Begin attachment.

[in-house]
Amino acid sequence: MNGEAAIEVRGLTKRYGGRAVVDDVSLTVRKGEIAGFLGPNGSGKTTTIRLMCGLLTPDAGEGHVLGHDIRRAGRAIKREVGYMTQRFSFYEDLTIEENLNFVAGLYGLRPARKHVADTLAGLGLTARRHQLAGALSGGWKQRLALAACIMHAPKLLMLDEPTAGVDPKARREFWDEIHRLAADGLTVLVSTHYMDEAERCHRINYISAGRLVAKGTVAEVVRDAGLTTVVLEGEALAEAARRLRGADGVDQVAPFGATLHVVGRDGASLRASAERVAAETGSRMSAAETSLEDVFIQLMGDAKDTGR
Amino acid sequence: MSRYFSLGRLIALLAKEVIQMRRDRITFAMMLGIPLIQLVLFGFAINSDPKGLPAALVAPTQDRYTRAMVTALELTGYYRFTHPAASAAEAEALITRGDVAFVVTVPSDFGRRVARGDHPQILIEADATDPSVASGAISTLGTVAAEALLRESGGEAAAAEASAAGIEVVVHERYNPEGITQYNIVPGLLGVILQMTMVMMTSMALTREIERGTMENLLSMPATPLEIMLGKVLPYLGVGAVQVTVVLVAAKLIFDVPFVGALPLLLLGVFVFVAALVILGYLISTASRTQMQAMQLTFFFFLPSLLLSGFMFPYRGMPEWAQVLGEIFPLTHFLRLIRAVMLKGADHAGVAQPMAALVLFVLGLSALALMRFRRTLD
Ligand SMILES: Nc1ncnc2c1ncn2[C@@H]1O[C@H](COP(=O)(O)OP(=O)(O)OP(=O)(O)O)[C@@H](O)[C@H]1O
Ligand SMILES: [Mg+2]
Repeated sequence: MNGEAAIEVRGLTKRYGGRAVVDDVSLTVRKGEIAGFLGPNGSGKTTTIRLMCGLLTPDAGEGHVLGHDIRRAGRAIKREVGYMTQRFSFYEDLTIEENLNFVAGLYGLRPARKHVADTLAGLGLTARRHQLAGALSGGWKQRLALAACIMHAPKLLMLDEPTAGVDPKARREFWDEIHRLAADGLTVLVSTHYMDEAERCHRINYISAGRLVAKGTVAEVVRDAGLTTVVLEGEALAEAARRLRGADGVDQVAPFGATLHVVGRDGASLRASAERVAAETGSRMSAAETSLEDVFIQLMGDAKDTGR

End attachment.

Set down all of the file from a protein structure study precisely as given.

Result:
[in-house]
Amino acid sequence: MNGEAAIEVRGLTKRYGGRAVVDDVSLTVRKGEIAGFLGPNGSGKTTTIRLMCGLLTPDAGEGHVLGHDIRRAGRAIKREVGYMTQRFSFYEDLTIEENLNFVAGLYGLRPARKHVADTLAGLGLTARRHQLAGALSGGWKQRLALAACIMHAPKLLMLDEPTAGVDPKARREFWDEIHRLAADGLTVLVSTHYMDEAERCHRINYISAGRLVAKGTVAEVVRDAGLTTVVLEGEALAEAARRLRGADGVDQVAPFGATLHVVGRDGASLRASAERVAAETGSRMSAAETSLEDVFIQLMGDAKDTGR
Amino acid sequence: MSRYFSLGRLIALLAKEVIQMRRDRITFAMMLGIPLIQLVLFGFAINSDPKGLPAALVAPTQDRYTRAMVTALELTGYYRFTHPAASAAEAEALITRGDVAFVVTVPSDFGRRVARGDHPQILIEADATDPSVASGAISTLGTVAAEALLRESGGEAAAAEASAAGIEVVVHERYNPEGITQYNIVPGLLGVILQMTMVMMTSMALTREIERGTMENLLSMPATPLEIMLGKVLPYLGVGAVQVTVVLVAAKLIFDVPFVGALPLLLLGVFVFVAALVILGYLISTASRTQMQAMQLTFFFFLPSLLLSGFMFPYRGMPEWAQVLGEIFPLTHFLRLIRAVMLKGADHAGVAQPMAALVLFVLGLSALALMRFRRTLD
Ligand SMILES: Nc1ncnc2c1ncn2[C@@H]1O[C@H](COP(=O)(O)OP(=O)(O)OP(=O)(O)O)[C@@H](O)[C@H]1O
Ligand SMILES: [Mg+2]
Repeated sequence: MNGEAAIEVRGLTKRYGGRAVVDDVSLTVRKGEIAGFLGPNGSGKTTTIRLMCGLLTPDAGEGHVLGHDIRRAGRAIKREVGYMTQRFSFYEDLTIEENLNFVAGLYGLRPARKHVADTLAGLGLTARRHQLAGALSGGWKQRLALAACIMHAPKLLMLDEPTAGVDPKARREFWDEIHRLAADGLTVLVSTHYMDEAERCHRINYISAGRLVAKGTVAEVVRDAGLTTVVLEGEALAEAARRLRGADGVDQVAPFGATLHVVGRDGASLRASAERVAAETGSRMSAAETSLEDVFIQLMGDAKDTGR